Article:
A “Disruptive Behavior” Plan
Practical remedies for eliminating disruptive behaviors in the classroom by developing and applying a customized behavior intervention program.
|by Lisa Bundrick, LMSW
NYS Certified School Social Worker
New contributor to the Gazette
October 1, 2008
Student behavior can be challenging. This article contains sample behavior strategies to manage “disruptive behaviors.”
Understanding human behavior is a complex issue that is well beyond the scope of this article. Individuals with proper training in assessment and analysis should complete behavior assessments. One of the methods more commonly used in the school system to help assess “disruptive” student behavior is the Functional Behavior Assessment (FBA).
The FBA is completed prior to the implementation of a formal behavior plan and includes a concrete description of the challenging behavior (what does “disruptive behavior” look like?), the frequency or duration of the behavior, its intensity, setting(s) where it occurs, times of day it occurs and people present when the behavior occurs. The FBA also includes the information on what triggers the behavior and the consequences of the behavior. Once this information is complied, a hypothesis (the best educated guess) is formulated as to why the student is engaging in the challenging behavior, and a behavior intervention plan is then created. A team of individuals who work with the student (parents, teachers, and other school staff) creates the FBA. In general, students engage in challenging behavior to get something or to get out of something. It is our job as educators to assess this. Completing a FBA is a long process, but is essential to understanding student behavior.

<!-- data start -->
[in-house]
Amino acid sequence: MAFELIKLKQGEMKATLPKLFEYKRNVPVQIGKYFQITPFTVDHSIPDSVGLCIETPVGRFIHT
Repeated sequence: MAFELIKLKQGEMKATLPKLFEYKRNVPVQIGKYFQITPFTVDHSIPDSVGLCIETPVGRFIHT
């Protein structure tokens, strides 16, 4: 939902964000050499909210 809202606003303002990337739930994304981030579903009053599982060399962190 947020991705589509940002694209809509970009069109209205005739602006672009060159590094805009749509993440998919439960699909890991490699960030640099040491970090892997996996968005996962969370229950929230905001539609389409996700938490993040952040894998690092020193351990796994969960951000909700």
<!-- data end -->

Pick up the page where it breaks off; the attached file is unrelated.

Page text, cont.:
The definition of “disruptive behavior” varies depending on who is defining it. Through my experiences, I have found that behavior definitions can vary widely among individuals. The behavior strategies listed in this article are general ideas to help one create a customized behavior intervention plan to help with “disruptive behaviors,” after the FBA has been completed. This writer believes that it is a good practice to obtain parental consent prior to implementing any formal behavior intervention plan, so the parent can assist in reinforcing the messages that the school is teaching.
General Behavior Strategies:
This article was designed to provide some general behavior intervention strategies and a brief overview of the Functional Behavior Assessment components. Do not be discouraged if the intervention(s) you select do not promote behavior change immediately. Behaviors may get worse before improving. Be consistent and follow your plan and continue to seek support from your colleagues and professional trainings.